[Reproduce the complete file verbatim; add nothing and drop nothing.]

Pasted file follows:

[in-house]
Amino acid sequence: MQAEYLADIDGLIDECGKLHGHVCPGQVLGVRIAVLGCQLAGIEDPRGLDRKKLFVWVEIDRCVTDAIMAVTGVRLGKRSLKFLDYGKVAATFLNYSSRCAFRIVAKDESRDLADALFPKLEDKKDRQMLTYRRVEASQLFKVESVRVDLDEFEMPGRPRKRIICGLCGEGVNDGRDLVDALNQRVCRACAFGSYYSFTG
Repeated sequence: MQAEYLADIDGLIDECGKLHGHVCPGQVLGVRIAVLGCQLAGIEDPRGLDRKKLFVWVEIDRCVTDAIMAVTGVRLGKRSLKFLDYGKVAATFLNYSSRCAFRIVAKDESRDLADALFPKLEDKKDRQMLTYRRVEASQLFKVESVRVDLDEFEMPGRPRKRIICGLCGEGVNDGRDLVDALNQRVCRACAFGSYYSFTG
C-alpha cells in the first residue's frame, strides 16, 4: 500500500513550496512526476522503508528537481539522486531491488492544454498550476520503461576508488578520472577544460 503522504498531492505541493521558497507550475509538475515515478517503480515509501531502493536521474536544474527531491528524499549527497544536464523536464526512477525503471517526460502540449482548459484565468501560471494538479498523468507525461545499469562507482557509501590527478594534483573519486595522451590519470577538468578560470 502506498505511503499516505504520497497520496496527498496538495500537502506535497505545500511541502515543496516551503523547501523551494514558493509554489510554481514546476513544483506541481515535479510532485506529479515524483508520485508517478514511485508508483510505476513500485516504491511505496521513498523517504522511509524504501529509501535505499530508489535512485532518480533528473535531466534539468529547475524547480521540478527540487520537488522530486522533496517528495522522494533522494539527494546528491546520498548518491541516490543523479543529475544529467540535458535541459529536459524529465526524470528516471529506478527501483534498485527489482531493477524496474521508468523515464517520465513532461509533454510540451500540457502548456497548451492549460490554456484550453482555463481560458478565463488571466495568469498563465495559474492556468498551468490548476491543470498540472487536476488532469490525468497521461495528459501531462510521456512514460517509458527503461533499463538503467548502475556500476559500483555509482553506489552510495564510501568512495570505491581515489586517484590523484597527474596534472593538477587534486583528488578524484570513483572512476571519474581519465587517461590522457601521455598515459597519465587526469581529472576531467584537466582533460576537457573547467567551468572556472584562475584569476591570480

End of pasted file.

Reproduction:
[in-house]
Amino acid sequence: MQAEYLADIDGLIDECGKLHGHVCPGQVLGVRIAVLGCQLAGIEDPRGLDRKKLFVWVEIDRCVTDAIMAVTGVRLGKRSLKFLDYGKVAATFLNYSSRCAFRIVAKDESRDLADALFPKLEDKKDRQMLTYRRVEASQLFKVESVRVDLDEFEMPGRPRKRIICGLCGEGVNDGRDLVDALNQRVCRACAFGSYYSFTG
Repeated sequence: MQAEYLADIDGLIDECGKLHGHVCPGQVLGVRIAVLGCQLAGIEDPRGLDRKKLFVWVEIDRCVTDAIMAVTGVRLGKRSLKFLDYGKVAATFLNYSSRCAFRIVAKDESRDLADALFPKLEDKKDRQMLTYRRVEASQLFKVESVRVDLDEFEMPGRPRKRIICGLCGEGVNDGRDLVDALNQRVCRACAFGSYYSFTG
C-alpha cells in the first residue's frame, strides 16, 4: 500500500513550496512526476522503508528537481539522486531491488492544454498550476520503461576508488578520472577544460 503522504498531492505541493521558497507550475509538475515515478517503480515509501531502493536521474536544474527531491528524499549527497544536464523536464526512477525503471517526460502540449482548459484565468501560471494538479498523468507525461545499469562507482557509501590527478594534483573519486595522451590519470577538468578560470 502506498505511503499516505504520497497520496496527498496538495500537502506535497505545500511541502515543496516551503523547501523551494514558493509554489510554481514546476513544483506541481515535479510532485506529479515524483508520485508517478514511485508508483510505476513500485516504491511505496521513498523517504522511509524504501529509501535505499530508489535512485532518480533528473535531466534539468529547475524547480521540478527540487520537488522530486522533496517528495522522494533522494539527494546528491546520498548518491541516490543523479543529475544529467540535458535541459529536459524529465526524470528516471529506478527501483534498485527489482531493477524496474521508468523515464517520465513532461509533454510540451500540457502548456497548451492549460490554456484550453482555463481560458478565463488571466495568469498563465495559474492556468498551468490548476491543470498540472487536476488532469490525468497521461495528459501531462510521456512514460517509458527503461533499463538503467548502475556500476559500483555509482553506489552510495564510501568512495570505491581515489586517484590523484597527474596534472593538477587534486583528488578524484570513483572512476571519474581519465587517461590522457601521455598515459597519465587526469581529472576531467584537466582533460576537457573547467567551468572556472584562475584569476591570480